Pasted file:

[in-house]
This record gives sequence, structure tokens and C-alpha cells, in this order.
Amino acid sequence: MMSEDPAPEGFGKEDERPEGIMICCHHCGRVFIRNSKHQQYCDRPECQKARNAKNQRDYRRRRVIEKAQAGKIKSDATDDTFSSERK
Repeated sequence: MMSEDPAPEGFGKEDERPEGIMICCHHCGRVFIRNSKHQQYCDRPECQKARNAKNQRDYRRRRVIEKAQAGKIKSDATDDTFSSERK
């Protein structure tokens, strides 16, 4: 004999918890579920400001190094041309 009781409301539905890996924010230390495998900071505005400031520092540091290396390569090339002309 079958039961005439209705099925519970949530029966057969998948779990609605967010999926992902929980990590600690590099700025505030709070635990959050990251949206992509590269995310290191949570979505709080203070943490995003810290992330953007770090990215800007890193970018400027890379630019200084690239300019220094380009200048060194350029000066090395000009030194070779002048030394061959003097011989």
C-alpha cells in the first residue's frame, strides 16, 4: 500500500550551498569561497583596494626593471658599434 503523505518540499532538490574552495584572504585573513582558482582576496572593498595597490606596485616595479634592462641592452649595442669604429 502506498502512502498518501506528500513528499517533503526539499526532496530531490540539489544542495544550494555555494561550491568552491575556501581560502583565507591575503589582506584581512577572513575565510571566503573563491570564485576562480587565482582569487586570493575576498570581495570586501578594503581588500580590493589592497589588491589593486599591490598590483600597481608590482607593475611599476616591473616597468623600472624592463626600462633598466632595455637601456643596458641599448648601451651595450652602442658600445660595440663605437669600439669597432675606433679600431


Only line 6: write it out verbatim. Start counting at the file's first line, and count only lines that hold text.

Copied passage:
C-alpha cells in the first residue's frame, strides 16, 4: 500500500550551498569561497583596494626593471658599434 503523505518540499532538490574552495584572504585573513582558482582576496572593498595597490606596485616595479634592462641592452649595442669604429 502506498502512502498518501506528500513528499517533503526539499526532496530531490540539489544542495544550494555555494561550491568552491575556501581560502583565507591575503589582506584581512577572513575565510571566503573563491570564485576562480587565482582569487586570493575576498570581495570586501578594503581588500580590493589592497589588491589593486599591490598590483600597481608590482607593475611599476616591473616597468623600472624592463626600462633598466632595455637601456643596458641599448648601451651595450652602442658600445660595440663605437669600439669597432675606433679600431